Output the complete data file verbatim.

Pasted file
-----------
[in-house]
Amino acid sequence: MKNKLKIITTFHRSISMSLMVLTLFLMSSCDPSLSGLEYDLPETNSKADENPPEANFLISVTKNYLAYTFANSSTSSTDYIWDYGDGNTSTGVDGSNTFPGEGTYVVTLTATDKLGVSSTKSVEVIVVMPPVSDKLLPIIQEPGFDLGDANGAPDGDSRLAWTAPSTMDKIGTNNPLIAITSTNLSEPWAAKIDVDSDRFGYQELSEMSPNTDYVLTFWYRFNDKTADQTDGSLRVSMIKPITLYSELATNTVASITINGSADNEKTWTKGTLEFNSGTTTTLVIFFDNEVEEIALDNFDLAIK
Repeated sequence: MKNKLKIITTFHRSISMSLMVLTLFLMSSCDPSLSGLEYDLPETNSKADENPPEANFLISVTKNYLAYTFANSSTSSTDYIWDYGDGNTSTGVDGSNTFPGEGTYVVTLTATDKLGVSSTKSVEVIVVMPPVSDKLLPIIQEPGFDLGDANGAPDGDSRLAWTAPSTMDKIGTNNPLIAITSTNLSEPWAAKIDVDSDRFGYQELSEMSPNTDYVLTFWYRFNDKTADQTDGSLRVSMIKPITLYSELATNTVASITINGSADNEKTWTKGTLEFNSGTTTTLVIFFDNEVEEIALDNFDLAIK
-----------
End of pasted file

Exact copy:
[in-house]
Amino acid sequence: MKNKLKIITTFHRSISMSLMVLTLFLMSSCDPSLSGLEYDLPETNSKADENPPEANFLISVTKNYLAYTFANSSTSSTDYIWDYGDGNTSTGVDGSNTFPGEGTYVVTLTATDKLGVSSTKSVEVIVVMPPVSDKLLPIIQEPGFDLGDANGAPDGDSRLAWTAPSTMDKIGTNNPLIAITSTNLSEPWAAKIDVDSDRFGYQELSEMSPNTDYVLTFWYRFNDKTADQTDGSLRVSMIKPITLYSELATNTVASITINGSADNEKTWTKGTLEFNSGTTTTLVIFFDNEVEEIALDNFDLAIK
Repeated sequence: MKNKLKIITTFHRSISMSLMVLTLFLMSSCDPSLSGLEYDLPETNSKADENPPEANFLISVTKNYLAYTFANSSTSSTDYIWDYGDGNTSTGVDGSNTFPGEGTYVVTLTATDKLGVSSTKSVEVIVVMPPVSDKLLPIIQEPGFDLGDANGAPDGDSRLAWTAPSTMDKIGTNNPLIAITSTNLSEPWAAKIDVDSDRFGYQELSEMSPNTDYVLTFWYRFNDKTADQTDGSLRVSMIKPITLYSELATNTVASITINGSADNEKTWTKGTLEFNSGTTTTLVIFFDNEVEEIALDNFDLAIK